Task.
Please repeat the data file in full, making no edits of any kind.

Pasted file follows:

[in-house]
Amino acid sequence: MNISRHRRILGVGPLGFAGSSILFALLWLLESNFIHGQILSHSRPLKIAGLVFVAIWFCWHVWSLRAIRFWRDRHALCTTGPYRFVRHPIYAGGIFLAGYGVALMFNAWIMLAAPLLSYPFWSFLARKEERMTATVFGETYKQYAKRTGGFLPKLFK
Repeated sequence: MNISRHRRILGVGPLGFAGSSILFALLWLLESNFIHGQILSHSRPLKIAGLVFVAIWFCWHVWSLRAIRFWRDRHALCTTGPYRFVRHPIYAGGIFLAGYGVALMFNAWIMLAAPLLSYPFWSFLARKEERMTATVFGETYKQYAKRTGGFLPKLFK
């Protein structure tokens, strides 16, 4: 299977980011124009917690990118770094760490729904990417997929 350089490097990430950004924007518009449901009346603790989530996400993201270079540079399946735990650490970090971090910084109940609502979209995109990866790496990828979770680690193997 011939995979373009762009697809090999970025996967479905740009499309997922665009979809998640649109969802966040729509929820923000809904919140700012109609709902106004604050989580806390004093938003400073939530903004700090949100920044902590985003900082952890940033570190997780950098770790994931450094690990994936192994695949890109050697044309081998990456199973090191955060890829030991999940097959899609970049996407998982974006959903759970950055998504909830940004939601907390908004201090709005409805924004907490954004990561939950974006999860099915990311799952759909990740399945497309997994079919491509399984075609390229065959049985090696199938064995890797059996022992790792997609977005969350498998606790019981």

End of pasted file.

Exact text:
[in-house]
Amino acid sequence: MNISRHRRILGVGPLGFAGSSILFALLWLLESNFIHGQILSHSRPLKIAGLVFVAIWFCWHVWSLRAIRFWRDRHALCTTGPYRFVRHPIYAGGIFLAGYGVALMFNAWIMLAAPLLSYPFWSFLARKEERMTATVFGETYKQYAKRTGGFLPKLFK
Repeated sequence: MNISRHRRILGVGPLGFAGSSILFALLWLLESNFIHGQILSHSRPLKIAGLVFVAIWFCWHVWSLRAIRFWRDRHALCTTGPYRFVRHPIYAGGIFLAGYGVALMFNAWIMLAAPLLSYPFWSFLARKEERMTATVFGETYKQYAKRTGGFLPKLFK
């Protein structure tokens, strides 16, 4: 299977980011124009917690990118770094760490729904990417997929 350089490097990430950004924007518009449901009346603790989530996400993201270079540079399946735990650490970090971090910084109940609502979209995109990866790496990828979770680690193997 011939995979373009762009697809090999970025996967479905740009499309997922665009979809998640649109969802966040729509929820923000809904919140700012109609709902106004604050989580806390004093938003400073939530903004700090949100920044902590985003900082952890940033570190997780950098770790994931450094690990994936192994695949890109050697044309081998990456199973090191955060890829030991999940097959899609970049996407998982974006959903759970950055998504909830940004939601907390908004201090709005409805924004907490954004990561939950974006999860099915990311799952759909990740399945497309997994079919491509399984075609390229065959049985090696199938064995890797059996022992790792997609977005969350498998606790019981």